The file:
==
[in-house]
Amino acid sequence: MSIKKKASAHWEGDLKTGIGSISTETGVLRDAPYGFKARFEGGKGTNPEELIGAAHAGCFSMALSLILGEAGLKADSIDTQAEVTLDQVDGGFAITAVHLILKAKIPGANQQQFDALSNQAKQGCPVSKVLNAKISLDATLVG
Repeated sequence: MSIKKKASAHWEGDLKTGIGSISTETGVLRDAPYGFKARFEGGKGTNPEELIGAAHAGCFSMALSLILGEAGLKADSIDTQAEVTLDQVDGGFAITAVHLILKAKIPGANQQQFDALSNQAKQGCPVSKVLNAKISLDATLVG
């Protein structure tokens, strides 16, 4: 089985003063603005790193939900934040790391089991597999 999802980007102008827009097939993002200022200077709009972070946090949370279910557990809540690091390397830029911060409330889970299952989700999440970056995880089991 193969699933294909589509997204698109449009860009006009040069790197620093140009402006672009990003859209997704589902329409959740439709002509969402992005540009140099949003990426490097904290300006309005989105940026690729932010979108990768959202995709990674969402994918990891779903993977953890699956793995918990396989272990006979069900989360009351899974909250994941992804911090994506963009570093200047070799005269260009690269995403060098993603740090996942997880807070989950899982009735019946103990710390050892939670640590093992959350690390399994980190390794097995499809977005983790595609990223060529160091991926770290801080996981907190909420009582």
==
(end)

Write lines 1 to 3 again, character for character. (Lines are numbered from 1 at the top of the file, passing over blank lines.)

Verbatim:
[in-house]
Amino acid sequence: MSIKKKASAHWEGDLKTGIGSISTETGVLRDAPYGFKARFEGGKGTNPEELIGAAHAGCFSMALSLILGEAGLKADSIDTQAEVTLDQVDGGFAITAVHLILKAKIPGANQQQFDALSNQAKQGCPVSKVLNAKISLDATLVG
Repeated sequence: MSIKKKASAHWEGDLKTGIGSISTETGVLRDAPYGFKARFEGGKGTNPEELIGAAHAGCFSMALSLILGEAGLKADSIDTQAEVTLDQVDGGFAITAVHLILKAKIPGANQQQFDALSNQAKQGCPVSKVLNAKISLDATLVG